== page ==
A reader, Richard, notes the most interesting observation made by CIA man Robert Baer in the otherwise disappointing “JFK Declassified.”
“The first episode in this much-promoted History Channel series begins with the following slides:
“In 2017, the final government documents from the JFK assassination will be declassified. More than two million files have already been released. No one has analyzed them. Until now.”
“With that falsehood, the program goes downhill.
“Retired CIA agent Robert Baer’s initial premise is an interesting one. If Oswald were living today and went to Syria to meet with ISIS, then came back to the United States and committed a horrific political crime, could we really say that he had acted alone? Baer makes the case that Oswald’s meetings with America’s enemies in Mexico City amount to exactly the same sort of crime that should have been investigated.
Baer apparently was unaware of the former spy’s book that was published in 1993 that details his meetings with Oswald.
“The producers apparently felt it necessary to introduce known facts in the case as explosive new discoveries. For example, linking “Comrade Kostin” with KGB operative Valery Kostikov is sensationalized as a breakthrough in the case.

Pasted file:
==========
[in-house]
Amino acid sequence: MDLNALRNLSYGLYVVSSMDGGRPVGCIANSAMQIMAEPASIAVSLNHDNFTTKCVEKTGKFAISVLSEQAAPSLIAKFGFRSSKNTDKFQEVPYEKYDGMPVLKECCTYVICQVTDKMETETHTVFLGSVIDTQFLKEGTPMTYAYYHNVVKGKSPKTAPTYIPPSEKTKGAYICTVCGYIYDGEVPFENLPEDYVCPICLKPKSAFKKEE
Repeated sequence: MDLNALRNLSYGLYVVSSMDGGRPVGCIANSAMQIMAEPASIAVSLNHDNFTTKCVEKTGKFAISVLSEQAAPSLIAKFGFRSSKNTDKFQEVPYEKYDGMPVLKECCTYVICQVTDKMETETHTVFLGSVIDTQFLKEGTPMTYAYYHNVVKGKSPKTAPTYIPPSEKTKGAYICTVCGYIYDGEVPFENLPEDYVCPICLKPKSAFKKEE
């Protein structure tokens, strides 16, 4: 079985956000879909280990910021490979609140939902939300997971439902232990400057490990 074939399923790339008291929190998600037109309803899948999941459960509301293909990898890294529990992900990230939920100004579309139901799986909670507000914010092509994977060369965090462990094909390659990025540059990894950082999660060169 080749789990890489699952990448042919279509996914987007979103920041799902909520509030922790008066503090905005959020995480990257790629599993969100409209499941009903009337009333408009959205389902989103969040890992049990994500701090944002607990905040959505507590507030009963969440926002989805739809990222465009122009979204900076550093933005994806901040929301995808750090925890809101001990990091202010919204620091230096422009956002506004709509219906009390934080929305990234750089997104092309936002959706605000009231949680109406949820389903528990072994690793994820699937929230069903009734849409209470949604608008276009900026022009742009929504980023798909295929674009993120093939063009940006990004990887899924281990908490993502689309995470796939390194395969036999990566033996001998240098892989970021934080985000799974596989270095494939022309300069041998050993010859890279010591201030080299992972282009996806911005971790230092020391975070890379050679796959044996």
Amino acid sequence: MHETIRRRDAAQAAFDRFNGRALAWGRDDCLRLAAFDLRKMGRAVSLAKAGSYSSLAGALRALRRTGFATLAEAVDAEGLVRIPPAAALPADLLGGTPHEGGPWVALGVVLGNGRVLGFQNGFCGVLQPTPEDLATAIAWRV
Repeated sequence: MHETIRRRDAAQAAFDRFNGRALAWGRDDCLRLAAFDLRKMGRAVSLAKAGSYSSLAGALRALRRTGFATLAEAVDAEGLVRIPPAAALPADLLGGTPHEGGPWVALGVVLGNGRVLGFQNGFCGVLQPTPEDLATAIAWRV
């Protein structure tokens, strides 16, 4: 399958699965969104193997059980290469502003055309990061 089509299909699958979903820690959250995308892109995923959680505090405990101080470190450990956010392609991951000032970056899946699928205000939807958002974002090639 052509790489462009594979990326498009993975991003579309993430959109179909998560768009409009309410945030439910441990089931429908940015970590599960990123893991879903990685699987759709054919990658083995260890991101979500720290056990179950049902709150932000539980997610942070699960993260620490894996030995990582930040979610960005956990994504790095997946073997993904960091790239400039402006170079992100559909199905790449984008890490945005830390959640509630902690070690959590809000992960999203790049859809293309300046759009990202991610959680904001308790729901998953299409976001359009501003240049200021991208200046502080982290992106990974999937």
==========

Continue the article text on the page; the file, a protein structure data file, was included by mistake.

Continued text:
There is a similar occurrence in the second episode when the “discovery” of Silvia Duran is treated as a potential turning point. As Baer enters the building where former KGB agent Oleg Nechiporenko lives, he states that he has no idea what kind of story he will be told. Despite being immersed in the case for years, Baer apparently was unaware of the former spy’s book that was published in 1993 that details his meetings with Oswald.
“What is most distressing about the series, though, is what MIGHT have been. Had the producers wanted to break new ground, they could have focused instead on the work done by Dr. John Newman, attorney Bill Simpich, and investigative reporter Jeff Morley. When I first heard that the History Channel was doing a series called “Tracking Oswald”, my hope was that it would focus on the work of this trio that has moved the JFK case forward by light years. But it wasn’t surprising that the focus of the main stream media, if it shows any signs of looking at this case in a new light, is only being broadened a millimeter at a time.
“Baer says that his study of the assassination has taught him not to come to conclusions too quickly, and several episodes in this series are yet to be broadcast. Hope does spring eternal, but the longer I spend watching this series, the more my hope that the truth will finally be broadcast continues to fade.”